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Publication numberUS6877127 B2
Publication typeGrant
Application numberUS 09/917,769
Publication dateApr 5, 2005
Filing dateJul 31, 2001
Priority dateJul 31, 2001
Fee statusPaid
Also published asUS20030028840
Publication number09917769, 917769, US 6877127 B2, US 6877127B2, US-B2-6877127, US6877127 B2, US6877127B2
InventorsJorge Antonio Sved, Jonathan Peter Buckingham
Original AssigneeHewlett-Packard Development Company, L.P.
Export CitationBiBTeX, EndNote, RefMan
External Links: USPTO, USPTO Assignment, Espacenet
Quality control in data transfer and storage apparatus
US 6877127 B2
Abstract
Data from a host computer is buffered, transferred to a logical formatter, compressed and converted to a format suitable for storage on a magnetic tape before being arranged and written sequentially into a main buffer where parity bytes are added as each row of a dataset is written. A physical formatter takes the data sequentially from the main buffer and writes them as codeword quadsets in plural tape tracks. A determination of whether each codeword quadset is acceptably recorded is made by evaluating each codeword quadset for header and codeword quadset pair errors and combining the evaluations.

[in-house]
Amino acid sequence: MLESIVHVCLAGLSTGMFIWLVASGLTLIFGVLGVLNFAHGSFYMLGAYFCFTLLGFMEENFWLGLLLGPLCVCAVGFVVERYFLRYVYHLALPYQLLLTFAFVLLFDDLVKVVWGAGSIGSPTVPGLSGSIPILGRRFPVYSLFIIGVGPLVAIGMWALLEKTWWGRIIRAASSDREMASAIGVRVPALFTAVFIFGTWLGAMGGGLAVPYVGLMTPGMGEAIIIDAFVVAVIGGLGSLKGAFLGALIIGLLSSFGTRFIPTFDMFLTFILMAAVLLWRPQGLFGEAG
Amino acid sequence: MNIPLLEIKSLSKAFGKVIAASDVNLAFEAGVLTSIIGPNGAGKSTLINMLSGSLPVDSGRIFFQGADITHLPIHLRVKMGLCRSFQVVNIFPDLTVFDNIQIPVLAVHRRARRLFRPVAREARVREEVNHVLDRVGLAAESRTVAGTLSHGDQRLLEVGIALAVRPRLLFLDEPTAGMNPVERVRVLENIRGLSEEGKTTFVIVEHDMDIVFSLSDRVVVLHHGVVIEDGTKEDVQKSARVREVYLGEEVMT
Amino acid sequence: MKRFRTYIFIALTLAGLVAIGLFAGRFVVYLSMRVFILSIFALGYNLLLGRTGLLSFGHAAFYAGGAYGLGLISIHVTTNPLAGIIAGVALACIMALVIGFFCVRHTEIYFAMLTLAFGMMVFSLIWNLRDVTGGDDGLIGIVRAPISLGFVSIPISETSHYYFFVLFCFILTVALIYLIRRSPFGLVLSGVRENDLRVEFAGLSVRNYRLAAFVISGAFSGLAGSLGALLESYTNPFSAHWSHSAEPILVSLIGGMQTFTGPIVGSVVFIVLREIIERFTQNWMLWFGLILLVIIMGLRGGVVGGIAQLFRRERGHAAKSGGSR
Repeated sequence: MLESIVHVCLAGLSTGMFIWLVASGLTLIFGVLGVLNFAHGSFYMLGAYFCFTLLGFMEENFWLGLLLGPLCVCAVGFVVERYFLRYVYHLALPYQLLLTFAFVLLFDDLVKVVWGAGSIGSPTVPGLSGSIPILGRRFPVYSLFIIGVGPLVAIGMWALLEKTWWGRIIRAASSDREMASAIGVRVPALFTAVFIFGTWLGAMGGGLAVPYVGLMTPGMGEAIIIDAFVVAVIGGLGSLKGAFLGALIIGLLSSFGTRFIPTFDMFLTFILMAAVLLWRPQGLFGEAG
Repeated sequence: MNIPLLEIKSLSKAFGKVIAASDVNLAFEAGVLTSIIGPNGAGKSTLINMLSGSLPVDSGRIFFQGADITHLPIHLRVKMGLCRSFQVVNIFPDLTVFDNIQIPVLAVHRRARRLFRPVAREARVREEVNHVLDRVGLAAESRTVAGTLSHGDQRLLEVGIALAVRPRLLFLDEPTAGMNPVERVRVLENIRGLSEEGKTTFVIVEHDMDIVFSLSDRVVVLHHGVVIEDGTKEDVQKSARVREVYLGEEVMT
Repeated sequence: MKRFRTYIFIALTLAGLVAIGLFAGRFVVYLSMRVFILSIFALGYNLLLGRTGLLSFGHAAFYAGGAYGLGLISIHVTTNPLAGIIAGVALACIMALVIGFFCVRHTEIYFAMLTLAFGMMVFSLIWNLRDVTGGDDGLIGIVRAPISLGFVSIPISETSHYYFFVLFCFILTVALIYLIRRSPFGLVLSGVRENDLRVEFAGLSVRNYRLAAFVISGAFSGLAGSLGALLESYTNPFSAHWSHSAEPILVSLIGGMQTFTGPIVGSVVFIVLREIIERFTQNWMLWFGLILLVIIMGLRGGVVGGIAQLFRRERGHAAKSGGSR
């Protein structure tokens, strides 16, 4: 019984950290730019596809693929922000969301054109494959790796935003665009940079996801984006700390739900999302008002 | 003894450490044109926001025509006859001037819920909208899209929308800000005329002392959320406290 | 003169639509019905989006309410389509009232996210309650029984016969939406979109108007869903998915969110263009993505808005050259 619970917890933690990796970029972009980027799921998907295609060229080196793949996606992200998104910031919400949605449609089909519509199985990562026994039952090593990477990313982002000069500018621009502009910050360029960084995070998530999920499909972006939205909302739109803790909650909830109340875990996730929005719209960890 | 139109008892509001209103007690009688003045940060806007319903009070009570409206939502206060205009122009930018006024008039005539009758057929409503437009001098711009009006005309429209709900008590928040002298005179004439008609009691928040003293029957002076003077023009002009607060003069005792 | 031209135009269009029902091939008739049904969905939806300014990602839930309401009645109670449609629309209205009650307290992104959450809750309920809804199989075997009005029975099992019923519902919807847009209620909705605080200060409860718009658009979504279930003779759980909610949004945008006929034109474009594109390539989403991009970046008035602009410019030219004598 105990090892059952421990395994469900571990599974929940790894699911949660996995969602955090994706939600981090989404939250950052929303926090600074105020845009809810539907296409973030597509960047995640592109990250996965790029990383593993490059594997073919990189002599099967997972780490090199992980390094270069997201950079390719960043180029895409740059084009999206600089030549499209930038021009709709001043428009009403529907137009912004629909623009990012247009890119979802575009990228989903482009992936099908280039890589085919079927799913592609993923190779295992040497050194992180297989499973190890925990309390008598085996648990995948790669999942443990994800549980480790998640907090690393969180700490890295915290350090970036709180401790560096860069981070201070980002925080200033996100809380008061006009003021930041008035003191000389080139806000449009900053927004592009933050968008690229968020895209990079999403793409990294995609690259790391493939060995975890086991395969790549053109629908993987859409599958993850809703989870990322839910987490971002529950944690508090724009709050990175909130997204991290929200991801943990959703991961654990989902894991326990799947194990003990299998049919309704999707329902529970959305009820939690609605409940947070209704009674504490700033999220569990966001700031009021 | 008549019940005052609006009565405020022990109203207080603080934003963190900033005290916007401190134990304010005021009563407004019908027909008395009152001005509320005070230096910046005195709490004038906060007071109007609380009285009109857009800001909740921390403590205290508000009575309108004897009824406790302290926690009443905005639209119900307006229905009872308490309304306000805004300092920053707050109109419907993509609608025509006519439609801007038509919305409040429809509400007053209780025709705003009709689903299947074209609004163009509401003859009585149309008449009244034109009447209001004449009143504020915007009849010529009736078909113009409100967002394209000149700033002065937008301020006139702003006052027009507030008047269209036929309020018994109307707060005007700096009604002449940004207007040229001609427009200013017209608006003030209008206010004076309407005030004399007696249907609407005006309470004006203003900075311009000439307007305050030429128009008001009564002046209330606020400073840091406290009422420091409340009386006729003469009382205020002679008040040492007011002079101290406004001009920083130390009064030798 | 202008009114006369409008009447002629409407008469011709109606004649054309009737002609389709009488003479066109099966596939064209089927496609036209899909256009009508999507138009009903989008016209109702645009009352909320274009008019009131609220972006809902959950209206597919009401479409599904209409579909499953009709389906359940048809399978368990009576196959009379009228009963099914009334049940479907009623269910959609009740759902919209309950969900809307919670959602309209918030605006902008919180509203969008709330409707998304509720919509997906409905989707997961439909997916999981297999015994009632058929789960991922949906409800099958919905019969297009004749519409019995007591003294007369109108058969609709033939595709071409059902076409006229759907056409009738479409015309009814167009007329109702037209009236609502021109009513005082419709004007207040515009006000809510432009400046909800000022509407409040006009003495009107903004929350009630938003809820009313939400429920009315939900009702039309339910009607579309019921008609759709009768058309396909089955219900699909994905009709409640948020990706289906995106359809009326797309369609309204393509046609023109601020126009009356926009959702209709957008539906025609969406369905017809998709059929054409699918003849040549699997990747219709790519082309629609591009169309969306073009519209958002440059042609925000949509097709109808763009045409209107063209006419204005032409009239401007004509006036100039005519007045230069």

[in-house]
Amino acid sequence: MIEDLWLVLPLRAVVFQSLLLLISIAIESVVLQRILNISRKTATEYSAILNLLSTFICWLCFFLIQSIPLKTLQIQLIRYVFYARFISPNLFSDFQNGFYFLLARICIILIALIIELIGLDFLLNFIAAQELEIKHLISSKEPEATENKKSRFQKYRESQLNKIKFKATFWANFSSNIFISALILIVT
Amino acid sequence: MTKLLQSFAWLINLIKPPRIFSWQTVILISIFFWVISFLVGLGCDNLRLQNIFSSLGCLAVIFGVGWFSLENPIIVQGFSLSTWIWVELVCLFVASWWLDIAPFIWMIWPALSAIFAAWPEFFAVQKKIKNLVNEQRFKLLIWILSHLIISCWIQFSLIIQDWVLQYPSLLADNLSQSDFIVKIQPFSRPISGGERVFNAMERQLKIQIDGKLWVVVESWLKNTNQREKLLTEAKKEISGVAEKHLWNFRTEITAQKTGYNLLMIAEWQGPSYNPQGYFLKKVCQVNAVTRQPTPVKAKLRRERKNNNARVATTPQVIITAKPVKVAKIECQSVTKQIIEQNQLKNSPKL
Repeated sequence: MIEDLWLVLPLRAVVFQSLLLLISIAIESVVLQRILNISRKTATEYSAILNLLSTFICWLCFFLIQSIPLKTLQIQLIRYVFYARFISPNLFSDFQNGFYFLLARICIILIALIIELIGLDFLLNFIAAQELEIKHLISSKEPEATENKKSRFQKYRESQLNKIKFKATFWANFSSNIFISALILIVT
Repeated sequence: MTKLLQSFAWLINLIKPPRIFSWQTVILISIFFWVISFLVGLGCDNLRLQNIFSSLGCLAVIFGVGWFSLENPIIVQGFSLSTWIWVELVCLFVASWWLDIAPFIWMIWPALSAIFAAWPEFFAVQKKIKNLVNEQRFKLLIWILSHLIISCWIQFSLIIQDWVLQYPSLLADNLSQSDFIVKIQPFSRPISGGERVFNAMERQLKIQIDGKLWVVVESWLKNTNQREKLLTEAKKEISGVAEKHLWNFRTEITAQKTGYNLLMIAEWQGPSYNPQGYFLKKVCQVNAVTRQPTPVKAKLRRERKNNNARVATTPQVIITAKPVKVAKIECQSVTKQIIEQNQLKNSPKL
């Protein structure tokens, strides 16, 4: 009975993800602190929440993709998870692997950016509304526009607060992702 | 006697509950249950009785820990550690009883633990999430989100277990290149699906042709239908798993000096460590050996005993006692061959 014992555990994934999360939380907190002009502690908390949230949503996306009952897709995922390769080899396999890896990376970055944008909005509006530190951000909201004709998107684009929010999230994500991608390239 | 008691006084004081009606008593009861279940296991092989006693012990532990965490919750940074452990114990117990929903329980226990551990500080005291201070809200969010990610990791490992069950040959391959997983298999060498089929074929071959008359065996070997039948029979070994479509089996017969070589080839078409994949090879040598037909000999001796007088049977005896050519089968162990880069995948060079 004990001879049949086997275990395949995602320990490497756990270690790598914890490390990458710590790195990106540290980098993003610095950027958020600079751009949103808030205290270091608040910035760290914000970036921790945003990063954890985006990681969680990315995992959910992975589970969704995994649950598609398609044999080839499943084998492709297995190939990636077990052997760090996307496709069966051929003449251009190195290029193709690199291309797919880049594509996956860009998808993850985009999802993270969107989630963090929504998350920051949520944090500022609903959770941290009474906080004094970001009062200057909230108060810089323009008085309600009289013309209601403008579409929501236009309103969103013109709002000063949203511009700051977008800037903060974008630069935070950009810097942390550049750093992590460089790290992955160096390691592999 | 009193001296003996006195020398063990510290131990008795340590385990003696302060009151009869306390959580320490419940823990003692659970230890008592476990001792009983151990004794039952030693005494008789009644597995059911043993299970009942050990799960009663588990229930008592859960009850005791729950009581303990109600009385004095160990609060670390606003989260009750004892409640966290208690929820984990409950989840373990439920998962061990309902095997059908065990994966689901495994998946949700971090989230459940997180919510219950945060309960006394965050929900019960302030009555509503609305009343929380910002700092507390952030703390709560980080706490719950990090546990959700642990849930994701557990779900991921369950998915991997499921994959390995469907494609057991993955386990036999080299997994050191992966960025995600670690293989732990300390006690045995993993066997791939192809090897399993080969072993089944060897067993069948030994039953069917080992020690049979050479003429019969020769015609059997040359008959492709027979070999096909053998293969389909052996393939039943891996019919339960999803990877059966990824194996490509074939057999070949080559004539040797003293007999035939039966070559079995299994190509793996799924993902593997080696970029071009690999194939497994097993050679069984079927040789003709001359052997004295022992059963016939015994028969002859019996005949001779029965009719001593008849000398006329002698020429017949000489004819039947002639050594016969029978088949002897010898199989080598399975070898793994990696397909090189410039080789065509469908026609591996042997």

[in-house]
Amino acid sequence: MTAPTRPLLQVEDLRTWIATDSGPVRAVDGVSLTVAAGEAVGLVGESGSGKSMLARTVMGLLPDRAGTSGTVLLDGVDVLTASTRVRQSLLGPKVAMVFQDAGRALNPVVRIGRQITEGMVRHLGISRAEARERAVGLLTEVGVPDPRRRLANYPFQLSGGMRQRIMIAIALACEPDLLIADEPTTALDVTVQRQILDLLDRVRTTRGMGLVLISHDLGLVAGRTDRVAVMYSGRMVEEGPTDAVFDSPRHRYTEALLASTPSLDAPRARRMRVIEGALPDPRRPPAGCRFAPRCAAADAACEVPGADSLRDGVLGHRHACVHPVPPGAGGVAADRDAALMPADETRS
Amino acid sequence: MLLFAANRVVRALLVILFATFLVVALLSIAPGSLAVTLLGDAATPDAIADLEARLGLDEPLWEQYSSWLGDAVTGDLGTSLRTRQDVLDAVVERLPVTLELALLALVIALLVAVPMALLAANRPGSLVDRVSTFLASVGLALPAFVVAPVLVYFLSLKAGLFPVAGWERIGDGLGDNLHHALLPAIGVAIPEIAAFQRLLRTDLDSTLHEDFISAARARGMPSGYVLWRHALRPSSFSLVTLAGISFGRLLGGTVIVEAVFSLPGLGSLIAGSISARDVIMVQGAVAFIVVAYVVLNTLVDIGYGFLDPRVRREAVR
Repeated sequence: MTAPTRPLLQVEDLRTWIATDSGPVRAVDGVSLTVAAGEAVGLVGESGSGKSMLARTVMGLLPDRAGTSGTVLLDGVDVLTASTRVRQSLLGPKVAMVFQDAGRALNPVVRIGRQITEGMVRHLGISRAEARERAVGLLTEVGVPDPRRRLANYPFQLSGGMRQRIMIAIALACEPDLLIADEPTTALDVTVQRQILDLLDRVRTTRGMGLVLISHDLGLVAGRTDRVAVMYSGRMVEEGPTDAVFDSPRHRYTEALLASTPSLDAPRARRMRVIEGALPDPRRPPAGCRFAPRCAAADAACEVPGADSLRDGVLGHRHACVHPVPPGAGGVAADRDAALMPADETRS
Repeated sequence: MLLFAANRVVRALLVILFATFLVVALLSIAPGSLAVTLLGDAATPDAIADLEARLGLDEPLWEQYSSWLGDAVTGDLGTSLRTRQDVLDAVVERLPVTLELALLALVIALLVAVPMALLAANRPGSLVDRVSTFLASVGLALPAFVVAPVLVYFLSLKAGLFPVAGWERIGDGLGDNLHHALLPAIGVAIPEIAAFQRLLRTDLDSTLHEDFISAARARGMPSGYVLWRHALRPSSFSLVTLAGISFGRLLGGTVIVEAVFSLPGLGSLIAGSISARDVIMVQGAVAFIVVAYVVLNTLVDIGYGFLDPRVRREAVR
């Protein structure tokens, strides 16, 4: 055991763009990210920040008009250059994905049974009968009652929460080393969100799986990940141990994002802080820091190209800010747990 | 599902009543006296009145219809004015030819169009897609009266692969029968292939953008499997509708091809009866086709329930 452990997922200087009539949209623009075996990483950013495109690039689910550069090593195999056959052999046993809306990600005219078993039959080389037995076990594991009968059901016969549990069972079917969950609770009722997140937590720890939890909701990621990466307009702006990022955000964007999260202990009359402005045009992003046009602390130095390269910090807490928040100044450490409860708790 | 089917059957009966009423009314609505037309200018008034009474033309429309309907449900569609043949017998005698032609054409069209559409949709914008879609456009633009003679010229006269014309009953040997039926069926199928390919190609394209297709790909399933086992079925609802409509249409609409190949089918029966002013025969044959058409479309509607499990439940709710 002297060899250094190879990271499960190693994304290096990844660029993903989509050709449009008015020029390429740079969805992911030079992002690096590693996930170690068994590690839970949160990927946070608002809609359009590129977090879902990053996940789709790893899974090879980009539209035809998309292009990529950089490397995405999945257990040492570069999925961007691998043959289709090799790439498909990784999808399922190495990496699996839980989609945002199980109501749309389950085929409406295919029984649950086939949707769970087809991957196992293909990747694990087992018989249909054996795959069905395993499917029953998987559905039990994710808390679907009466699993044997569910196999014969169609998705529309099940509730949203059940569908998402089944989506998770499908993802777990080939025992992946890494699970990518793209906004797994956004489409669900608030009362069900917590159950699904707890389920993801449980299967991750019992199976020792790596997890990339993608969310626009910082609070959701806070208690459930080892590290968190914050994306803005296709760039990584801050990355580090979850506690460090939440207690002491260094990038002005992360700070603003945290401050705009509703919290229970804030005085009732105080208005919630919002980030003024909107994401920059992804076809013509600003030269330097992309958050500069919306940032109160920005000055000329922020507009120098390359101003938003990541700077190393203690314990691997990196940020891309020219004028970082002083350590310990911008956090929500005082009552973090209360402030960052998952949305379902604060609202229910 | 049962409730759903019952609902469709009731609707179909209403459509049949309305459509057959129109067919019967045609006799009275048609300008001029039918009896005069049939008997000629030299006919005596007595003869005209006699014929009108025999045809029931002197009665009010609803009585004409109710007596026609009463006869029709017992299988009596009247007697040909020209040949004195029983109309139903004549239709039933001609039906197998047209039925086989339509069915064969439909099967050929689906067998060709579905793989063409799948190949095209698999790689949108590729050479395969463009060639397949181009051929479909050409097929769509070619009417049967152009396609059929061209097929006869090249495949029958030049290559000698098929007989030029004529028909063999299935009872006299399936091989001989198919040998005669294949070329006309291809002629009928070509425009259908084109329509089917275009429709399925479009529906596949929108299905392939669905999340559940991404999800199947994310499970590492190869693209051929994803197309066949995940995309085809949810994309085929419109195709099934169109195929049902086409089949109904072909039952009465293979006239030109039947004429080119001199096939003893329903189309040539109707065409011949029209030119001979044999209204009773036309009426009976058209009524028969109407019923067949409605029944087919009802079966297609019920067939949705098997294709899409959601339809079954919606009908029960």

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Claims(12)
1. Apparatus for transferring data from a host computing system to a magnetic tape storage means or the like, the apparatus comprising means for receiving data and dividing it into blocks, means for writing said blocks of data in sets of a plurality of blocks to said storage means, means for reading back data written to said storage means and transferring said read data to error checking means, said error checking means being arranged to determine if a block of data includes any errors and generate a positive output if the number of errors in said block of data is zero or does not exceed a predetermined number and/or a negative output if the number of errors in said block of data is greater than zero or exceeds a predetermined number, history storage means for storing information relating to at least some of the sets of data written to said storage means together with information corresponding to the output of said error checking means for each block of data in a set, and means for rewriting a set of blocks of data to said storage means if the output generated by the error checking means and stored in said history storage means is negative for more than a predetermined number of the blocks of data and/or a predetermined number or density within a block or set of data, said means for rewriting sets of data being configured such that said predetermined number or density is definable according to user requirements;